Is it okay to get bigger tyres for your car?

Tyre upsizing is a fairly standard procedure especially if the tyres that are supplied by the carmaker don’t suit the customers wants or needs. In reality, many enthusiasts immediately take their new car to a tyre dealer for upgrading. Some do so to increase aesthetics, while others do so to change the dynamics of driving, especially cars in Malaysia that have to go through unpredictable weather and road conditions.

While tyre upsizing gives a vehicle a bold stance, it also provides performance disadvantages even though there’s the joy of a resolute appearance. Therefore, before upsizing their tyres, vehicle owners may want to consider several factors such as price and the effect it has on car performance.

By mounting tyres with a greater diameter on wheels of the same size or larger, up-sizing means moving away from the manufacturer-recommended tyre size. Up-sizing affects the speedometer, meaning it allows the vehicle’s computer to be reprogrammed. Additionally, the wheel assembly is weighted down by bigger tyres, which can affect fuel economy and put undue stress on the powertrain and brakes. Up-sized tyres may also rub the wheel well, brake callipers, or vehicle frame if designed or mounted improperly, potentially wearing down any sections they grind against.

Benefits of Upsizing

1. Better grip

Simply put, upsizing implies installing the car with wider tyres which enables the car to have a larger contact patch with the road. This allows for a better distribution of the car’s weight to make the car more planted, particularly at high speeds.

2. Better braking

Reliable braking will make all the difference between a safe and an ill-fated journey. Thanks to their more gripping nature, wider tyres help to bring the car to a stop in a shorter distance and shorter time. This way, even in situations that require you to press hard on the brakes, you can keep your loved ones safe.

3. Better cornering capability

A thumb rule for upsizing is that the associated sidewall height needs to be decreased with the increase in tyre width to maintain the centre of gravity. In contrast to low profile tyres, tyres with tall sidewalls produce more flex. When turning a corner at high speeds, this could result in the car feeling shaky. By providing better traction due to a wider contact patch and lower sidewall, upsizing reduces the issue with flexing.

Suspension plays a vital role in the car being cornered. And when the car is going at high speed, wider tyres appear to have slimmer sidewall flex that helps the driver to corner better.

4. Overall Control

Concerning its balance, stability and traction, tyre upsizing increases the overall performance of a vehicle. For vehicles that have an understeering or oversteering nature, this may prove to be an advantage since wider tyres help the driver balance the vehicle properly, thereby making driving safe and secure.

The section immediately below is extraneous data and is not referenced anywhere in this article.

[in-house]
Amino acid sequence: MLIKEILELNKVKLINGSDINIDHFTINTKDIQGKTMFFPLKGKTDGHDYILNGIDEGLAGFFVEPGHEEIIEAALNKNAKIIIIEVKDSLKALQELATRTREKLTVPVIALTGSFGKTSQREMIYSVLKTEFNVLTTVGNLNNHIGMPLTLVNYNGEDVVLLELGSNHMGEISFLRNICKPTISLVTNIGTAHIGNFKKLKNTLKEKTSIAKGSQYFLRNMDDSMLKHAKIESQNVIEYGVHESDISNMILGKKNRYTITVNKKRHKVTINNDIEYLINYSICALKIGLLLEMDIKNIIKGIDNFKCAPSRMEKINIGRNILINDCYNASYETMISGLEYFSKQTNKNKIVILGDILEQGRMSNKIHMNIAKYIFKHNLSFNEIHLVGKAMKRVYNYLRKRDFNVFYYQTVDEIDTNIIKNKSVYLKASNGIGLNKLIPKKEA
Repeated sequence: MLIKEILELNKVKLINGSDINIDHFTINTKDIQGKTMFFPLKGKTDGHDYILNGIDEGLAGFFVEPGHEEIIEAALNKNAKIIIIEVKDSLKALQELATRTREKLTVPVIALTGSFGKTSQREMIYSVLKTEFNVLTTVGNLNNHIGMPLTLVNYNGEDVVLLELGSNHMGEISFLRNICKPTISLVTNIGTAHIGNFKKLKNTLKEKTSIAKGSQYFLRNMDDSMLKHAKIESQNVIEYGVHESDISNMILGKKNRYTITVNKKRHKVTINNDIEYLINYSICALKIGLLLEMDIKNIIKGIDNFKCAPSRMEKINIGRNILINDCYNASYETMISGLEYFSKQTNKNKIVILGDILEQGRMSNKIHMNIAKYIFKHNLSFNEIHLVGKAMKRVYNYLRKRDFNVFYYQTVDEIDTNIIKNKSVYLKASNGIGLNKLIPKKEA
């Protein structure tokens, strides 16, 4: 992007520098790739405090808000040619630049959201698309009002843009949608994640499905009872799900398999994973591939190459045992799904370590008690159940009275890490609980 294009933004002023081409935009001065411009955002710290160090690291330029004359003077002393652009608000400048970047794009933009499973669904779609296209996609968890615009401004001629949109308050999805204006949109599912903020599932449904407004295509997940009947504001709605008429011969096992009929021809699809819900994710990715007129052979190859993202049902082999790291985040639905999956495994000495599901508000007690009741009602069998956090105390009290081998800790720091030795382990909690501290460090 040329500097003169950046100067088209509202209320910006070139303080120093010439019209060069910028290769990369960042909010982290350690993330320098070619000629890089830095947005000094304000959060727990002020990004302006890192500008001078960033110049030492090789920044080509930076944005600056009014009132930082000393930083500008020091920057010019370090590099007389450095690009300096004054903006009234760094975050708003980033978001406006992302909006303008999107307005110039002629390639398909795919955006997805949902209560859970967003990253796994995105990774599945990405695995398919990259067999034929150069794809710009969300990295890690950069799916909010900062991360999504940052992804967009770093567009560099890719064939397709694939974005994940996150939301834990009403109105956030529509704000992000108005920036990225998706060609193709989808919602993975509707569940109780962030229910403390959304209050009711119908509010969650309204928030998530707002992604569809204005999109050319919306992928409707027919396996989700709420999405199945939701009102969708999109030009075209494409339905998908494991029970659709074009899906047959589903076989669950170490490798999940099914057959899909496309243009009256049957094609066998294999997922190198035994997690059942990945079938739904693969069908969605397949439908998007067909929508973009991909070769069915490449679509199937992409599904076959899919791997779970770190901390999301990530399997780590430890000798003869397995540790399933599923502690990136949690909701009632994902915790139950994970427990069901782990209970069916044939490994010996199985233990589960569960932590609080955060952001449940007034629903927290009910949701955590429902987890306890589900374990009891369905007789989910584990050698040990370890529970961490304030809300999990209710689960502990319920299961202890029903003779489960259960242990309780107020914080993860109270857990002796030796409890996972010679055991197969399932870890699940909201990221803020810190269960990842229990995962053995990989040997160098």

5. Customization & Curb Appeal

A common trend among truck drivers is bigger tyres, typically followed by bigger rims and higher suspension. Although some people want the off-road benefits that come with wider tyres, the big wheels are just about style points sometimes. One way to customize the look and sound of your driving equipment is to change your tyre size.

Downside of Upsizing

1. Reduced fuel economy

Although wider tyres give more traction, your car’s fuel economy is affected by them. The more gripping nature of improved tyres leads to greater rolling resistance (resistant tyre rolling force), which takes more engine revolutions to put the car into motion. All this contributes to a rise in fuel consumption, and the impact of stop-start traffic will be even more pronounced.

2. Heavier steering feel

Cars with upgraded tyres are more likely to have heavier steering. In certain circumstances, this is due to the additional weight of larger tyres and even wider wheels. This could change the accuracy of your steering, thus affecting the characteristics of handling.

3. Bumpy ride quality

Upsized tyres typically have a lower sidewall and the reduced sidewall height makes it less efficient for tyres to withstand undulations and bumps, resulting in passengers having a bumpier journey. This is why passenger car manufacturers abstain from using low-profile tyres on their vehicles.

4. Damage to wheel arches

A lot of upgraded tyres tend to stick out of the arches of their wheels. Such tyres sometimes end up reaching the wheel arches over bumps and potholes, although they can look cool to others. There’s also a concern that while driving, these oversized tyres rub against the kerb.

5. Wrong Speedometer Reading

Incorrectly done, tyre upsizing can influence the reading in the speedometer of your vehicle. In selecting the correct tyre to upsize, car owners must exercise caution. Tyre experts suggest that tyres be upsized proportionately; that is, the increase in tyre width should be similarly proportionate to the decrease in the sidewalls of the tyre. If the diameter of the upgraded tyres is greater than that of the original tyres, many other modern systems such as ABS, ETC, ESP and TPMS can affect the reading of the velocity meter and hinder output.

Suspension plays a vital role in the car being cornered. And when the car is going at high speed, wider tyres appear to have slimmer sidewall flex that helps the driver to corner better.

6. Higher Cost

Depending on factors such as the type of vehicle and tyres used, tyre upsizing can be a costly proposition for others. Larger wheels and tyres, though, in general, mean further costs for the owner of the vehicle.

MyTayar is an innovative platform that offers competitive transparent pricing for tyres.

Learn more at https://mytayar.com/
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